And regarding your thread title: before I even read your story, I said to myself "I don't trust too many of my students either. No offense, but you are a 101 student. It takes a while for a student to earn the instructor's trust. Even if that has happened, there are things that I will NEVER let a student do without me, even the best ones.
  8. by   athrun340
    Quote from nurse educate

    As an instructor, many of us are pretty good at reading our students. Some professors like to pair students up on the first day, to get an idea of their ability to work together. You mentioned your partner was nothing like you... if I were your instructor, and sensed you were shy and lacked confidence, the last person I'd pair you up with would be someone like yourself. This was no coincidence that this was your partner. I too, have done this very thing. My hope is that the weaker student (whether it be in skills, communication or whatever) learn by example from the stronger student. It is no way meant to make you feel bad.

    I agree with the rest of your post except for this part. If a person is shy and lacked confidence and you pair him/her up with a very confident and outspoken student, that's only going to intimidate the shy person even more. A shy person is not going to change into a confident, outspoken person overnight. In my opinion, the best thing you can do is pair a shy student to another quiet student who is very confident. By doing this the shy student can relate to his/her partner because they have something in common and hopefully the shy student will start to pick up the "confident" quality of his/her partner. Just a suggestion coming from an introvert.

    To the OP. I can feel your pain. As an introvert, clinicals can be hard especially when English is your second language. It seems like you and your professor started off on the wrong foot when he mentioned to your clinical group that you needed to work on your communication skill. I can understand why you were embarrassed. My advice to you is have a thick skin. I know that's hard to do but you have to do it. Don't dwell on the past. It's not that your clinical instructor doesn't trust you. It's just that he can see your weaknesses and he wanted to address it. What you need to do is work on these weaknesses.

    Nursing school is very stressful for someone who does not have a hospital background. Why? because you don't know even the most basic things and how things run are in the hospital. It can definitely cause alot of anxiety to the student and to top it all sometimes clinical instructors forget about this. This is why i always advice my fellow nursing students to work as a CNA before they enter nursing school so when they get to clinicals, they are more comfortable and they have an idea of how things are run in the hospital. This way there will be no barrier to learning such as nervousness or anxiety. However, it seems thats too late now. My advice is that you follow arte_suave's advice .. "Fake it til you make it." Also when you're in clinical, try to absorb as much information/experience as you can. Ask a lot of questions to your classmates who are more experienced than you and to your clinical instructor most especially. Don't try to avoid your CI. I know you said you feel intimidated talking to him but you have to overcome this. The worst thing you can do is to avoid him during clinical. Show him that you're willing to learn and that you want to be a nurse. Also practice your skills until you master it. For example, vital signs, you have to practice it over and over again until you feel comfortable doing it. This is true for other skills as well. So when your CI sees you performing these skills in the clinical setting, you won't feel nervous. As for patient contact, just interact with them like you're talking to a friend. Obviously you have to be professional.. but just be confident. They dont bite haha and do not be scared to touch a patient. Lastly, be a leader. When you take care of a patient, your patient expects you to lead them. For example, when you're giving a bath or you're transferring a patient, always give your patient instructions on what they're supposed to do. Don't just stand there and not say anything. Give them instructions step by step so your patient will feel comfortable..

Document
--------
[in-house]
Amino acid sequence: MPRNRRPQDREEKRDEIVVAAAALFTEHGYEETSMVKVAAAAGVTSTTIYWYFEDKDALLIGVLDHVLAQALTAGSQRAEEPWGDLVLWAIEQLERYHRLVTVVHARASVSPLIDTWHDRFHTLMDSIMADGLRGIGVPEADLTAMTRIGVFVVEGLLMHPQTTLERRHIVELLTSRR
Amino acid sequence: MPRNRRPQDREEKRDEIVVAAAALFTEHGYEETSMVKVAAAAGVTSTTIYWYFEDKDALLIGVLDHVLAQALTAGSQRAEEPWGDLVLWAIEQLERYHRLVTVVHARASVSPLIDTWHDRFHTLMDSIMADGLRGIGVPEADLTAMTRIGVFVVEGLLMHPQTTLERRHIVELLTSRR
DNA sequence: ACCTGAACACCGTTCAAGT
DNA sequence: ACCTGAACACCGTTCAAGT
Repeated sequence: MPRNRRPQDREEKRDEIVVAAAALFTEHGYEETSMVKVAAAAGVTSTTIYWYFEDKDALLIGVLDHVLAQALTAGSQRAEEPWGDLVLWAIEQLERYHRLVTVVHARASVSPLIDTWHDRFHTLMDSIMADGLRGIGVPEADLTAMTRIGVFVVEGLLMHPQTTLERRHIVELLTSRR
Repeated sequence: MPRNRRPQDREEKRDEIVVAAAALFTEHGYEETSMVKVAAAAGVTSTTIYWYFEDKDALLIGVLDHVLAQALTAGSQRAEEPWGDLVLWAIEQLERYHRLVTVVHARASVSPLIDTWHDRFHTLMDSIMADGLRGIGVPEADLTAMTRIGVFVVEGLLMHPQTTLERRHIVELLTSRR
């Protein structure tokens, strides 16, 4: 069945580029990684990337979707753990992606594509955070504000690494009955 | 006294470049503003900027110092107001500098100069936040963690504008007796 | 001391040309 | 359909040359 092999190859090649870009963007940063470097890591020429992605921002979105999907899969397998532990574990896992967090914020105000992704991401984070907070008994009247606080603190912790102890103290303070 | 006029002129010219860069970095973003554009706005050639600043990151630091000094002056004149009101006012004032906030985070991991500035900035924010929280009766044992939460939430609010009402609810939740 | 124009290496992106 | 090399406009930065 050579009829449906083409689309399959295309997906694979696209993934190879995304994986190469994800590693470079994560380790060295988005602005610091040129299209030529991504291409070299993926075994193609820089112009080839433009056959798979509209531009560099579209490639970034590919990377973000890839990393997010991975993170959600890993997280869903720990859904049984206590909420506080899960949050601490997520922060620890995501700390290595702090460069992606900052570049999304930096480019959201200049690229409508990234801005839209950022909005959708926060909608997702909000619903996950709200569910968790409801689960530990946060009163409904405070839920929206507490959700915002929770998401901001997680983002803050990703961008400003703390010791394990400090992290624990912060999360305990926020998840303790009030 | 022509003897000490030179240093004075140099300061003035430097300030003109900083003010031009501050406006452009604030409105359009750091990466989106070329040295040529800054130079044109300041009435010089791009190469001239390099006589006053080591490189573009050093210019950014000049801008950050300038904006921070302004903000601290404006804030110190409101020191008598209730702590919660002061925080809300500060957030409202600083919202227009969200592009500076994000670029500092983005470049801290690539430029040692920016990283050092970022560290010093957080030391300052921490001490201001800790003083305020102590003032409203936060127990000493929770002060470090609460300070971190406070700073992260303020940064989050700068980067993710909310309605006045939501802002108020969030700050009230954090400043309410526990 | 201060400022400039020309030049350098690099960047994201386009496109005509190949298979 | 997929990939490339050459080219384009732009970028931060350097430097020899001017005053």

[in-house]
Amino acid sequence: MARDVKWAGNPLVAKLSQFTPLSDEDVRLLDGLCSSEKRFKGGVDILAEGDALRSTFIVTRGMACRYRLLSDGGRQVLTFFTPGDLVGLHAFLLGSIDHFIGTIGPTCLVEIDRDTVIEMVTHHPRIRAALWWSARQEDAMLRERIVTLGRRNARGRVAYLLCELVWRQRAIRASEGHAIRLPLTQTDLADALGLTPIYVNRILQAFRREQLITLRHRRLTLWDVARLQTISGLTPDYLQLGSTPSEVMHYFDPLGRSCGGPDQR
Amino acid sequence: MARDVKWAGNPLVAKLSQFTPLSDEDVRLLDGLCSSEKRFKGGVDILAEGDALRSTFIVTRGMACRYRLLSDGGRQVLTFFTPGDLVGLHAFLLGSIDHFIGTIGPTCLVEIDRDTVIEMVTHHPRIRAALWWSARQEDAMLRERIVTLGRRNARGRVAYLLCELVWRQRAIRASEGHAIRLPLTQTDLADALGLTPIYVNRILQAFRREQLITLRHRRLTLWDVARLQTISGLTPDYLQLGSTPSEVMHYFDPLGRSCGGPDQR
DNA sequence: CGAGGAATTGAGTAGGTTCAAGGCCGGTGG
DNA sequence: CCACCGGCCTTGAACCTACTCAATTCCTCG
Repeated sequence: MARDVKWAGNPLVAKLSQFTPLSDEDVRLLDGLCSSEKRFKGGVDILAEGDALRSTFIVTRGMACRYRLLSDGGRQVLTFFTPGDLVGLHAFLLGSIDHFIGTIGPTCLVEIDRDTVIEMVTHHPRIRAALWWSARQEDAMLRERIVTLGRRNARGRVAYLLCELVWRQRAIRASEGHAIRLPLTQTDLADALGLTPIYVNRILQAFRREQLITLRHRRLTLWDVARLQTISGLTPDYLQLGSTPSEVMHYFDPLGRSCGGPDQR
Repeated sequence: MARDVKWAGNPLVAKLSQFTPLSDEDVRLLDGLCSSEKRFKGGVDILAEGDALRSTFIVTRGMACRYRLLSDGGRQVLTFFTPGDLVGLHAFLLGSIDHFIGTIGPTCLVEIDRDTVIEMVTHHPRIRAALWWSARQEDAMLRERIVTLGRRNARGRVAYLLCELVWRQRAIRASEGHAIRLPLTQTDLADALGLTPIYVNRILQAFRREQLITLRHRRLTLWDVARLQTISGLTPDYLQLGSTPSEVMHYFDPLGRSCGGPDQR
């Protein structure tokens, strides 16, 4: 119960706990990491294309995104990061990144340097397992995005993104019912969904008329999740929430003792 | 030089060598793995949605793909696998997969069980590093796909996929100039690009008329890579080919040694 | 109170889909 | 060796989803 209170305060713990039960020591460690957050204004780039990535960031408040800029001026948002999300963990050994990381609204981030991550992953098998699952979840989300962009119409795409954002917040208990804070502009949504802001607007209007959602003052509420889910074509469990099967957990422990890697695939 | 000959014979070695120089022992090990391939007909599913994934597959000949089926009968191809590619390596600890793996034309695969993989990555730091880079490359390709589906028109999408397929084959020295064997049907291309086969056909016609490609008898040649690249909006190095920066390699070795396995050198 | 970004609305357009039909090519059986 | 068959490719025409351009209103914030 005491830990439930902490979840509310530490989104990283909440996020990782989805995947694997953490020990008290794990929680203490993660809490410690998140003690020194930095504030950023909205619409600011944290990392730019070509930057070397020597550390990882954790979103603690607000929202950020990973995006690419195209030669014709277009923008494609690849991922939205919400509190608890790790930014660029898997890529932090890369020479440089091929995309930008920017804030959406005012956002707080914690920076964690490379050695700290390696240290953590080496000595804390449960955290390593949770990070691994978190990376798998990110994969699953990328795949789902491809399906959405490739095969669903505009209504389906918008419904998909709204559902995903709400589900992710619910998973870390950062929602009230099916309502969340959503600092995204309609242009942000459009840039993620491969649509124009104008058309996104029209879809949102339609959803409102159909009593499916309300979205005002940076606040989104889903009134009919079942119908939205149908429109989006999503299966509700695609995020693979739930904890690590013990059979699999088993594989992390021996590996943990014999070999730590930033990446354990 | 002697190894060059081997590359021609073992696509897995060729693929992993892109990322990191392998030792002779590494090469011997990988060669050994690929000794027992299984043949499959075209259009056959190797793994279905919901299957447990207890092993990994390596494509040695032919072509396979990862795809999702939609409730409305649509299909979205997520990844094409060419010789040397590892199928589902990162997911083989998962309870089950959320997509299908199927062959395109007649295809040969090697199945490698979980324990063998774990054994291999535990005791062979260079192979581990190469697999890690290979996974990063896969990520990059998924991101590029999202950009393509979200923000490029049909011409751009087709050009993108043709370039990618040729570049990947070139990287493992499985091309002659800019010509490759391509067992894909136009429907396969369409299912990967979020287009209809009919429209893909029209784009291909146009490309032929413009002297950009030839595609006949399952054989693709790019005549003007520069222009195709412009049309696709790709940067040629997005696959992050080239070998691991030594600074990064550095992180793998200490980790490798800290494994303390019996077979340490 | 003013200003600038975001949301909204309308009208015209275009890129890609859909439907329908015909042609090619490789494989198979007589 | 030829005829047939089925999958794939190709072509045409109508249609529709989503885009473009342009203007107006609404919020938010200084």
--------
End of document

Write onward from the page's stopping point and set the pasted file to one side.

Remember as you gain more experience, the more comfortable you will be in a clinical setting. Feel free to pm me if you have any questions. Trust me i can understand where you're coming from.
  9. by   SnMrsSmiley
    actually in my experience as a former very shy timid person, it helps to bring me out of my shell to be with a loud confident person. Monkey see monkey do.
    this sounds rude and insensitive but what im about to say is meant from the heart : grow up. Suck it up and paste a smile on your face and get it done.
    if it were easy then everybody would be a nurse. Overcoming your own insecurities takes a little digging deep and telling yourself to just DO it and when you have done it you will be so proud of yourself. As my mother would say "quit whining about it and quit thinking your not as good as the person standing beside you"
    If i could get over myself (as painfully shy as I was, I used to throw up everyday before class from anxiety) then trust me you can to.
    You only make it harder on yourself when you let your anxiety show. Your patients, classmates, instructors etc.. will NEVER trust you if you dont trust yourself.
  10. by   ImThatGuy
    I don't trust 3/4 of my instructors!
  11. by   NurseMaybeBaby
    It's not your instructor's job to trust you, it's his job to teach you and protect the patients. That being said, I agree with everyone else that you seem extremely concerned about your own abilities. Nursing is not black and white and it's not easy. He wants you to build confidence in yourself. He does sound like a bit of a jerk, but take it as an opportunity to step up to the plate. Try and shake off his comments and figure out how to turn them into something positive. The clinical situation is very intimidating, but it will get easier. Good luck to you!